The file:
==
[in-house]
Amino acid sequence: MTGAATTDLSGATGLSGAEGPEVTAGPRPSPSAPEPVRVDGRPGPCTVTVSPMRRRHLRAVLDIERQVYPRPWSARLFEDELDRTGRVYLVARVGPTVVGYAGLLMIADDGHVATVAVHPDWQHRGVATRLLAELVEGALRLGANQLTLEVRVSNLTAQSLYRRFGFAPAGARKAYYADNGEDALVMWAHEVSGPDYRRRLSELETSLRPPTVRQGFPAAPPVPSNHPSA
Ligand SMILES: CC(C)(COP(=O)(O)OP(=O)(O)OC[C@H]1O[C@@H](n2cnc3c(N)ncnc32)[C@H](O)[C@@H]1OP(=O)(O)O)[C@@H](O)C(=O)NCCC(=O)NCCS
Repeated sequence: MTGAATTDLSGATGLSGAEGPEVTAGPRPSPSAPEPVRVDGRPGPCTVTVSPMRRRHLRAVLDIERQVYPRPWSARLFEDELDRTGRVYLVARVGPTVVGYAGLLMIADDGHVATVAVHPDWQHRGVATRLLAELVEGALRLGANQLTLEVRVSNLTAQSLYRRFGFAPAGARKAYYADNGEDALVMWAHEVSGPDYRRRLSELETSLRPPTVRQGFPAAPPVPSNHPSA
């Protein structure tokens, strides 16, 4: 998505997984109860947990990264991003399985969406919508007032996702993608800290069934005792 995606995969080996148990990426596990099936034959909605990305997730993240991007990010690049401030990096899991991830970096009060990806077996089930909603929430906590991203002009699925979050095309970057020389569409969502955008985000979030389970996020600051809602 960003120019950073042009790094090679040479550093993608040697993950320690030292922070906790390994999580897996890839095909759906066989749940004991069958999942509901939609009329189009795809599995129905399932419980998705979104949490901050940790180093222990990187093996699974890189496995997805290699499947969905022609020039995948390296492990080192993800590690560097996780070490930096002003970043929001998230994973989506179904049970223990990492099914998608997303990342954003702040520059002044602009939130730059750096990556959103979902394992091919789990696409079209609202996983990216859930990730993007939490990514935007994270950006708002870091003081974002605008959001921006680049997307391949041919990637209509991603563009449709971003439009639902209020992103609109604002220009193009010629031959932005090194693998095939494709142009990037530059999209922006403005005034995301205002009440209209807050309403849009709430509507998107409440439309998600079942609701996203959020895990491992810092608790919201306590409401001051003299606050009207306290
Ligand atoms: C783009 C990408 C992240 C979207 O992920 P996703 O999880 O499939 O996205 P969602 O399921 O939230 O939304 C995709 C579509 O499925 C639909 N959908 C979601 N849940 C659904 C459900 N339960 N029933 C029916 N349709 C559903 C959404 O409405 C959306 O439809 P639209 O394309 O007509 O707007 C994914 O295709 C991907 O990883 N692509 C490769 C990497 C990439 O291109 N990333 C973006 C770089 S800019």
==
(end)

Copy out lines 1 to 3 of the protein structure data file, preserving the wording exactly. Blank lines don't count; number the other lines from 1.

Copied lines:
[in-house]
Amino acid sequence: MTGAATTDLSGATGLSGAEGPEVTAGPRPSPSAPEPVRVDGRPGPCTVTVSPMRRRHLRAVLDIERQVYPRPWSARLFEDELDRTGRVYLVARVGPTVVGYAGLLMIADDGHVATVAVHPDWQHRGVATRLLAELVEGALRLGANQLTLEVRVSNLTAQSLYRRFGFAPAGARKAYYADNGEDALVMWAHEVSGPDYRRRLSELETSLRPPTVRQGFPAAPPVPSNHPSA
Ligand SMILES: CC(C)(COP(=O)(O)OP(=O)(O)OC[C@H]1O[C@@H](n2cnc3c(N)ncnc32)[C@H](O)[C@@H]1OP(=O)(O)O)[C@@H](O)C(=O)NCCC(=O)NCCS